With freezing temps, how to keep pets, plants warmer

It's a good idea to keep cold water dripping on nights that temps get into the lower 20's / File

Come the cooler temperatures, you may be thinking of getting out those Christmas wreaths and lights, but there are some other precautions you should be thinking about. Lows are getting into the 20's and many say it's a good idea to leave your faucets dripping.

"You really don't have to do it if it's going to be 32, but if it's going to be really low temps, you really need to leave a faucet dripping," says Lori Farkas of Water, Gas and Light.

But how much does it affect your water bill?

"You know, the first 3,000 gallons of water only costs $9.71, so leaving a little drip is really not going to affect your bill."

Leave cold water dripping, since warm water uses electricity....and when it comes to pets, the best way to keep our furry friends warm is to keep them inside.

"For those that cannot stay inside, a good warm house, you don't want to put a heating element in there because you can burn one, but a nice, soft bed and make sure the door is positioned away from the wind," says Veterinarian Lois Hunkele with Westover Animal Hospital.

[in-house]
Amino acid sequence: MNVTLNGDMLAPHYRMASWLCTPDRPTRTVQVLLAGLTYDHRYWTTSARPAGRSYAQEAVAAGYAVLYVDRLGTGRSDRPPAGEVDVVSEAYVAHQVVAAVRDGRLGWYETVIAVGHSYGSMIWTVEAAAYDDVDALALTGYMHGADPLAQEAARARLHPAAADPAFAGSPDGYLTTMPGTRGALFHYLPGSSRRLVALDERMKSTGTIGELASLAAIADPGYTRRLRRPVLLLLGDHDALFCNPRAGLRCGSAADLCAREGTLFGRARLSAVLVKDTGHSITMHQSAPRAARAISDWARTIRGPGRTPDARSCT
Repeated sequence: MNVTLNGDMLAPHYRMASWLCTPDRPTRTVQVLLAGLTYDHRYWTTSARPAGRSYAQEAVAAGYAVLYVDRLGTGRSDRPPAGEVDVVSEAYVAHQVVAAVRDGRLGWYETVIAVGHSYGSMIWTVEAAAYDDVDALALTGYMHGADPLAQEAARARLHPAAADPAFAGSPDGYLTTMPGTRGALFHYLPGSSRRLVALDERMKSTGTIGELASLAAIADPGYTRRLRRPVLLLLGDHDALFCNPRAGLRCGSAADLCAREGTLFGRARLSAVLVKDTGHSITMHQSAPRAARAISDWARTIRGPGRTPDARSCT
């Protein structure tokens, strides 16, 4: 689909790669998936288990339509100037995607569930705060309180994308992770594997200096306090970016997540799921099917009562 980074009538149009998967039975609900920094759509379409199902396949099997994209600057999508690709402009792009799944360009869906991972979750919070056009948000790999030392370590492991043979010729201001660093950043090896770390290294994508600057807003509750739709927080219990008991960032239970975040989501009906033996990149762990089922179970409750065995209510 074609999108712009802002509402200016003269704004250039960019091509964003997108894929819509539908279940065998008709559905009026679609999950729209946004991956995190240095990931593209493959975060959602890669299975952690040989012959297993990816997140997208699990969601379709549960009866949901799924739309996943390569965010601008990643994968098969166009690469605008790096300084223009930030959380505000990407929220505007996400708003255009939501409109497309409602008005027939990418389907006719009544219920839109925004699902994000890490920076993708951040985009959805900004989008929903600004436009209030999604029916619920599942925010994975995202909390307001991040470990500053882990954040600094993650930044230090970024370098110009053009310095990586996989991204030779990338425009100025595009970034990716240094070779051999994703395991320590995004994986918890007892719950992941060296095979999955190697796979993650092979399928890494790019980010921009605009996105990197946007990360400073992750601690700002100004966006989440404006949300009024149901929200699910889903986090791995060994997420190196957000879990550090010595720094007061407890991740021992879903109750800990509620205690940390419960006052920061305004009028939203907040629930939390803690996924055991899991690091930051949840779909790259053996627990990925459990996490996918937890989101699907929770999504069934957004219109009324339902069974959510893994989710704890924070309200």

And those sweaters you see in shops aren't just for fashion, they're also a great idea for keeping your dogs, cats, big or small, warm this winter.

"For any type of indoor pet, and especially for older pets because they can't warm themselves as efficiently."

When it comes to plants, unless it's a hard freeze, like nearer to the low 20's, you should only worry about your smaller house plants and vegetables. Either bring them inside or cover them with a blanket.

"Don't use plastic unless you're gonna take it off the next morning, if you're gonna pull it off the next morning, you can do that, but a blanket would be better insulation," says Greg Daniel, owner of ABC Plant Nursery.

And we may not have to worry about the cold for very long, it's projected to be a mild winter!